and, therefore, the increments are slightly higher.

180%

170%

160%

150%

Voltage boost due to Q and P injections, %

140%

130%

120%

110%

100%

90%

80%

70%

60%

50%

40%

30%

20%

10%

0%

0 10 20 30 40 50 60 70 80 90 100 110

DER's kW , %

Figure 1. Relative voltage boost due to injections of Qmax and different P injections. The initial voltage is 0.93 pu.

10%

0%

0 10 20 30 40 50 60 70 80 90 100

-10%

-20%

-30%

-40%

-50%

-60%

-70%

DER's kW, %

Figure 2. Interval increments of voltage due to additional kW injections (normalized to the reference Increment)

40.0%

20.0%

Cumulative increment due to additional kW, %

0.0%

0 10 20 30 40 50 60 70 80 90 100 110

-20.0%

-40.0%

-60.0%

-80.0%

-100.0%

-120.0%

-140.0%

-160.0%

DER's kW, %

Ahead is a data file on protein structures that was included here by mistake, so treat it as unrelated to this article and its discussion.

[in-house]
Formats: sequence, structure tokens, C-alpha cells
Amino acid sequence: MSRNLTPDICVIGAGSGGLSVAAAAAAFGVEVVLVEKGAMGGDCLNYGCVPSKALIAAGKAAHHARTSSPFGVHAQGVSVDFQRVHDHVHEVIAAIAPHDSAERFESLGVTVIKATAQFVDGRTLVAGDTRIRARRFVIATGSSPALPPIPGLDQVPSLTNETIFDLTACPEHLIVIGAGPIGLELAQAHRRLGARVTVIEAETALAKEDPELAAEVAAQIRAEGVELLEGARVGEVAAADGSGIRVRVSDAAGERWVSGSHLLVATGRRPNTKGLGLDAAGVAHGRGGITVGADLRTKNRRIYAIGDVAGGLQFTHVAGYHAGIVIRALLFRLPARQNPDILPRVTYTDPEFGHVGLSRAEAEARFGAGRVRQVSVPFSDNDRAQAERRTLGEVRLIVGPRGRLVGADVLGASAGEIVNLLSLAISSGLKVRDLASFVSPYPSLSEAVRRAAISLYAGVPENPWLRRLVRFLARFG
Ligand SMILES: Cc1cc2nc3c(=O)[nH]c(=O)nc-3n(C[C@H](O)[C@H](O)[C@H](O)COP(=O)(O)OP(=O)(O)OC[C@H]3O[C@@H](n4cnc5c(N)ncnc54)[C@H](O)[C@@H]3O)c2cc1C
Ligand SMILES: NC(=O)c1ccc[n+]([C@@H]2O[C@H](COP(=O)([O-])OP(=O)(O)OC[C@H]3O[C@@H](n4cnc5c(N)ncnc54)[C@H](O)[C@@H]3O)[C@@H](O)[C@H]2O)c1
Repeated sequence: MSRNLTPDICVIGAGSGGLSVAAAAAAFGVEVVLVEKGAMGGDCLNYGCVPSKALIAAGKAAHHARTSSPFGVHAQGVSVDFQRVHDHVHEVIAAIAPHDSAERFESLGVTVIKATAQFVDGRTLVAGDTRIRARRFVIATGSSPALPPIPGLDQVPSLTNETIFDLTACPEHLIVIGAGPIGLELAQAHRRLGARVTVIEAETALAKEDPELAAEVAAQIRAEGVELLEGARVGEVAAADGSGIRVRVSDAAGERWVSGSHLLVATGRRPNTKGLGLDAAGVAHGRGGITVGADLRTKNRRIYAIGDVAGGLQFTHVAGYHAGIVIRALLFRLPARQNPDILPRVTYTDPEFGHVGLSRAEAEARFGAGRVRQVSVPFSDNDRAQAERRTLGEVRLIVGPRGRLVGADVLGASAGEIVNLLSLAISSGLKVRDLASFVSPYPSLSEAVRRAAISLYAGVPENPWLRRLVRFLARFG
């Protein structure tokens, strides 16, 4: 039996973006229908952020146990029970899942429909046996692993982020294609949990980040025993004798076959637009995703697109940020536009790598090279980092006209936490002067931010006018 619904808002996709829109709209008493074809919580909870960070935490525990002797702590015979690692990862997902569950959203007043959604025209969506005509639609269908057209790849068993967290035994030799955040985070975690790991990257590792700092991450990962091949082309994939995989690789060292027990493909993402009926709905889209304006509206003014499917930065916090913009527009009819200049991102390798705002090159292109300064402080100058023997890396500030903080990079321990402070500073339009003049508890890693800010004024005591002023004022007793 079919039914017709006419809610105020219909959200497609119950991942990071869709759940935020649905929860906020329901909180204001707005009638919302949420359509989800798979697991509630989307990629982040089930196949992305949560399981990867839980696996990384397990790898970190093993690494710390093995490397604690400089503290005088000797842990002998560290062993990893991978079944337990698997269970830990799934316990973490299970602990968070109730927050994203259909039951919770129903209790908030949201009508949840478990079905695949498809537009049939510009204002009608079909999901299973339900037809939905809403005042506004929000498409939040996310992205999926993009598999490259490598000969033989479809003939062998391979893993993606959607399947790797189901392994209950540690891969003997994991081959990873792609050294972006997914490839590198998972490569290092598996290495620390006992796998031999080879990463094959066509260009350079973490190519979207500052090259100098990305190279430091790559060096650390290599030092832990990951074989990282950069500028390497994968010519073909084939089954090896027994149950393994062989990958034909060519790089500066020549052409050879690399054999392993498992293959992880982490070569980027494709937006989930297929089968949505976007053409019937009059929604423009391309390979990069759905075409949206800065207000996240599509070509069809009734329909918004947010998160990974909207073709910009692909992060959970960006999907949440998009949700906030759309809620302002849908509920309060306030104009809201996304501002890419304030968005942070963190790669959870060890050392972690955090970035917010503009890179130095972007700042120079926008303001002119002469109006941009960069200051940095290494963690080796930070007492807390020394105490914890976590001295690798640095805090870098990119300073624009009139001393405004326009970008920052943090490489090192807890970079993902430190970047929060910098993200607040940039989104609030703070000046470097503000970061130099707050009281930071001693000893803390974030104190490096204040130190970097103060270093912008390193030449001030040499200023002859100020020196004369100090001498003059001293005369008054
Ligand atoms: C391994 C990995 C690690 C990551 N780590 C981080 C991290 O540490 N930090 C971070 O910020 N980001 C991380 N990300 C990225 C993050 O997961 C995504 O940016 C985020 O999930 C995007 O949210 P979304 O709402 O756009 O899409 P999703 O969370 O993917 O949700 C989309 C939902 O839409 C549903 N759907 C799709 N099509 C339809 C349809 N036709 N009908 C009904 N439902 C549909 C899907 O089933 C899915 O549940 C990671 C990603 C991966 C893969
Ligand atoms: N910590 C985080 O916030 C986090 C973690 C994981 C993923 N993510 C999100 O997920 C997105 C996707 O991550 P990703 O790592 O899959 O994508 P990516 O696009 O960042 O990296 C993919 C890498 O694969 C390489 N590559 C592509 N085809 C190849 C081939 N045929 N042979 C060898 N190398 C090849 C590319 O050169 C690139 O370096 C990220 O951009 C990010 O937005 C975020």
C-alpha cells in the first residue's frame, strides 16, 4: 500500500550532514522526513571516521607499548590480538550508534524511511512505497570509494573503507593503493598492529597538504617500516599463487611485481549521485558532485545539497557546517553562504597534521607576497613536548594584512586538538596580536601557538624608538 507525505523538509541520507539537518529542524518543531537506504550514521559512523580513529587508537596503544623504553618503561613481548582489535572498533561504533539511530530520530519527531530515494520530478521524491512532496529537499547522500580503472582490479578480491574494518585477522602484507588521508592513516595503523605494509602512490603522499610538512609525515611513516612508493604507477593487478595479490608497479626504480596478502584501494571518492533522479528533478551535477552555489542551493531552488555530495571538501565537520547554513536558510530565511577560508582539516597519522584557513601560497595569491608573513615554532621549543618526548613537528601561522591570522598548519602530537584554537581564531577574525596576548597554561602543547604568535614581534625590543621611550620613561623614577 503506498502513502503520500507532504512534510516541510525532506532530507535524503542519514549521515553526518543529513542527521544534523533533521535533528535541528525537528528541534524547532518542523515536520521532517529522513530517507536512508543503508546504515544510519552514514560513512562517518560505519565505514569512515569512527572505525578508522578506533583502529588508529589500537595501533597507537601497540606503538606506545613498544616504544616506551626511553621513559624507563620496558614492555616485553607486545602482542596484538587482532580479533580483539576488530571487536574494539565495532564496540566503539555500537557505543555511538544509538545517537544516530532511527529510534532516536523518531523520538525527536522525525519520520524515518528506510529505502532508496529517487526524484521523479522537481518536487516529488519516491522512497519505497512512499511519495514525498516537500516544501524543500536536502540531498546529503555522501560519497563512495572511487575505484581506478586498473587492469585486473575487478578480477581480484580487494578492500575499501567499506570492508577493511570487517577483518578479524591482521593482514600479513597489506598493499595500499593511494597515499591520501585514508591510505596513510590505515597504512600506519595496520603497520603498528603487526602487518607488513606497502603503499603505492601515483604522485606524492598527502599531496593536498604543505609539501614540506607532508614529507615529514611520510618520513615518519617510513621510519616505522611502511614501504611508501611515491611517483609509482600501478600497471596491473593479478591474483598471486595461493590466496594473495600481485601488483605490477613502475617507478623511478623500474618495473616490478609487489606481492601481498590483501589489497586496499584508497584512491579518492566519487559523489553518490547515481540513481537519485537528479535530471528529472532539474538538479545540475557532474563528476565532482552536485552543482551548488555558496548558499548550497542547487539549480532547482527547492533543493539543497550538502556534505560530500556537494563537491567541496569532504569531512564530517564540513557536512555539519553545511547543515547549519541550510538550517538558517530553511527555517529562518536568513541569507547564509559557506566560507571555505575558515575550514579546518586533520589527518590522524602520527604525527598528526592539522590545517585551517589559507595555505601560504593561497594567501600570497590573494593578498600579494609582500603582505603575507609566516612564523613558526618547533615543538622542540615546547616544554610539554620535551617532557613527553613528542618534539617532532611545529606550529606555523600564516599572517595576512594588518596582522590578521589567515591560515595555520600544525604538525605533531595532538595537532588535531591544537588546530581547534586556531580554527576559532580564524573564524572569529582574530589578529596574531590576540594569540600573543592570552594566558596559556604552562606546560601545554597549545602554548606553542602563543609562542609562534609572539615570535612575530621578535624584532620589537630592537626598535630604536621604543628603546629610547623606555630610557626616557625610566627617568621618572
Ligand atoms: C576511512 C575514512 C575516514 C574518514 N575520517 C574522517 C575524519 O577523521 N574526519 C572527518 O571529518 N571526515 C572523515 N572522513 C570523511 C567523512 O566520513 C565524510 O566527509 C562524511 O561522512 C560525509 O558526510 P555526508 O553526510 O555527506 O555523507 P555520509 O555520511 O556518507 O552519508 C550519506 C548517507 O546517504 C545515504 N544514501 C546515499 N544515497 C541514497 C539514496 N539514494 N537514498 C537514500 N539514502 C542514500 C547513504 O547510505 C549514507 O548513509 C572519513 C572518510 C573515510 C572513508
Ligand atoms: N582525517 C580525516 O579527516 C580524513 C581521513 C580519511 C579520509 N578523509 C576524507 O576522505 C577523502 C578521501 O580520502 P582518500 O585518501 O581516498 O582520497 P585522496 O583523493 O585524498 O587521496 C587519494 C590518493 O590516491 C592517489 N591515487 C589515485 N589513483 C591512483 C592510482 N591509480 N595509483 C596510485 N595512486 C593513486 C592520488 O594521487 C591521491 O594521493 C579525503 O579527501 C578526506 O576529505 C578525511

Figure 3. Cumulative increments of voltage due to additional kW injections (normalized to the reference Increment)

10.0%

0.0%

0 10 20 30 40 50 60 70 80 90 100 110

-10.0%

-20.0%

-30.0%

-40.0%

-50.0%

-60.0%

-70.0%

DER's kW, %

Figure 4. Cumulative increments of voltage due to additional kW injections for two different initial voltages

Conclusions.

1. Available vars and Watts injections from DERs with smart inverters are interrelated

2. The effects of additional Watts from DERs on the circuit voltages depend on the resistance to

reactance ratio (R/X ratio), on the initial Watt generation by the DER, on the size of Watt

addition, and on the voltage levels from which and to which the voltage should be

raised.

3. In addition to the conditions mentioned above, other constraints of var injections

affecting the operational reactive power capabilities of DER, the value of Watts for other

objectives, and other available means of volt/var control should be taken into account

when deciding whether to use the Watt injection for voltage support.

Reference

1. Nokhum Markushevich, Vars versus Watts from Distributed Energy Resources. Available:

https://www.scribd.com/document/376740872/Vars-versus-Watts-from-Distributed-Energy-